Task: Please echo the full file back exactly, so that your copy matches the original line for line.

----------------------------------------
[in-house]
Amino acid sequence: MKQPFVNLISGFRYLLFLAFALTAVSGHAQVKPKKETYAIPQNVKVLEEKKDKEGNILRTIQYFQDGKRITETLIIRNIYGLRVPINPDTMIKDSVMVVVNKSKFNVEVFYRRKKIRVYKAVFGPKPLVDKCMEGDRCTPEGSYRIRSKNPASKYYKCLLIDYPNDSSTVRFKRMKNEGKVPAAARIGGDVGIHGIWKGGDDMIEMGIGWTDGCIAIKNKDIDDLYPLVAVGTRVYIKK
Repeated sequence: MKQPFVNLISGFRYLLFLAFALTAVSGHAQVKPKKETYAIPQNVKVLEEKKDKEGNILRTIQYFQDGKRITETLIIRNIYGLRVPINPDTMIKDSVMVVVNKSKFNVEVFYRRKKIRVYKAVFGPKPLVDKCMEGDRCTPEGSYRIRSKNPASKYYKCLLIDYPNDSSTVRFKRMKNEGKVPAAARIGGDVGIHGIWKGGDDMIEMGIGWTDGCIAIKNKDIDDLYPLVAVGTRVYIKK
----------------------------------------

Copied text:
[in-house]
Amino acid sequence: MKQPFVNLISGFRYLLFLAFALTAVSGHAQVKPKKETYAIPQNVKVLEEKKDKEGNILRTIQYFQDGKRITETLIIRNIYGLRVPINPDTMIKDSVMVVVNKSKFNVEVFYRRKKIRVYKAVFGPKPLVDKCMEGDRCTPEGSYRIRSKNPASKYYKCLLIDYPNDSSTVRFKRMKNEGKVPAAARIGGDVGIHGIWKGGDDMIEMGIGWTDGCIAIKNKDIDDLYPLVAVGTRVYIKK
Repeated sequence: MKQPFVNLISGFRYLLFLAFALTAVSGHAQVKPKKETYAIPQNVKVLEEKKDKEGNILRTIQYFQDGKRITETLIIRNIYGLRVPINPDTMIKDSVMVVVNKSKFNVEVFYRRKKIRVYKAVFGPKPLVDKCMEGDRCTPEGSYRIRSKNPASKYYKCLLIDYPNDSSTVRFKRMKNEGKVPAAARIGGDVGIHGIWKGGDDMIEMGIGWTDGCIAIKNKDIDDLYPLVAVGTRVYIKK